New York Times (01/03/13) Catherine Rampell
Despite the fact that the fiscal cliff agreement passed by Congress means higher taxes for almost all Americans, businesses are relieved that some of the uncertainty about what they will owe the government this year is gone. However, many economists estimate the end of the payroll tax holiday, the income tax increase on the wealthiest Americans, and other provisions will probably shave 0.7 to 1.5 percentage points off economic growth in 2013. They are forecasting growth in output this year of just over 2%, almost identical to that of 2012. “We’ve definitely averted the worst-case recession scenario,” says Jay Feldman, an economist at Credit Suisse. “We’re still looking at some fiscal drag, but it’s an amount the economy can absorb.”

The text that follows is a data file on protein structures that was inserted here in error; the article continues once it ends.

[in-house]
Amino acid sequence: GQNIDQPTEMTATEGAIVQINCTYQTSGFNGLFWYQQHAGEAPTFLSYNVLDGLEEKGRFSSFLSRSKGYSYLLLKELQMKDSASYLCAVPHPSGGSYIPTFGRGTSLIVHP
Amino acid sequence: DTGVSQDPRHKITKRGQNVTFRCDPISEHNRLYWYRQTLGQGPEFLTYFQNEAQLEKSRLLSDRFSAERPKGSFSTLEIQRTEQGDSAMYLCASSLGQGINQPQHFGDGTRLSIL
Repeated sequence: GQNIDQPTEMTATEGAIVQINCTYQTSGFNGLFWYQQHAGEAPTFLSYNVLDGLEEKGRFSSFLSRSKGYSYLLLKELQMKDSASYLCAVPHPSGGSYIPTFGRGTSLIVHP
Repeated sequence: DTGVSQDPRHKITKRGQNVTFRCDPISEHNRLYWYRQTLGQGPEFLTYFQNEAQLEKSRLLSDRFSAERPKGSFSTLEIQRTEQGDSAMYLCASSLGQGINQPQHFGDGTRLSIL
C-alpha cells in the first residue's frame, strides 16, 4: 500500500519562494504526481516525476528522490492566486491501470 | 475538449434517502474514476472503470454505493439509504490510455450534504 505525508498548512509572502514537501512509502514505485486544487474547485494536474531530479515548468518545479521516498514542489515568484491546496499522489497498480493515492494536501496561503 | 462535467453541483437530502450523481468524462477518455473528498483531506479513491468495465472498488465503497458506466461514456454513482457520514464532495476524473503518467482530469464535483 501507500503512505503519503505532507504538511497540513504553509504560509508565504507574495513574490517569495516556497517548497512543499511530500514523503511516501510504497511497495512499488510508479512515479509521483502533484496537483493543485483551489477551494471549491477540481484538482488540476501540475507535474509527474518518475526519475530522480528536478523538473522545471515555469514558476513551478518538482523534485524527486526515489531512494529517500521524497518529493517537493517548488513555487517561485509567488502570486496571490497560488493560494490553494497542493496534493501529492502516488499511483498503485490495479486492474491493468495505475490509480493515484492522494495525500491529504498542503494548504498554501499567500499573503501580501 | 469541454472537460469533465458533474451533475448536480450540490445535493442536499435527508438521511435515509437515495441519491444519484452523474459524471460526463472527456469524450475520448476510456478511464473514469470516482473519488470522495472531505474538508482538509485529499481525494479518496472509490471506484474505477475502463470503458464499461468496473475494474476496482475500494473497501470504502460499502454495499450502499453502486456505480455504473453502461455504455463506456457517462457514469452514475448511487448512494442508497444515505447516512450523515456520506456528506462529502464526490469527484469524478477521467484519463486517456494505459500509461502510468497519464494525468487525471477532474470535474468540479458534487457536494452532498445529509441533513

The tax deal is also expected to result in hiring growth at last year’s pace, meaning the creation of 150,000 to 160,000 payroll jobs a month, according to Michael Gapen, senior U.S. economist and asset allocation strategist at Barclays. Without the tax increases, employers would probably be adding more than 200,000 jobs a month. Altogether, that means the economy will “create 600,000 fewer jobs in 2013—leaving the unemployment rate 0.4 percentage point higher—than it would have if the 2012 tax policies had been kept in place,” says Mark Zandi, chief economist at Moody’s Analytics. Most analysts’ estimates for the fiscal bargain’s effects on the economy do not take into account remaining negotiations over major spending cuts and an increase in the debt ceiling. Congress appears unlikely to resolve either of these issues until March.
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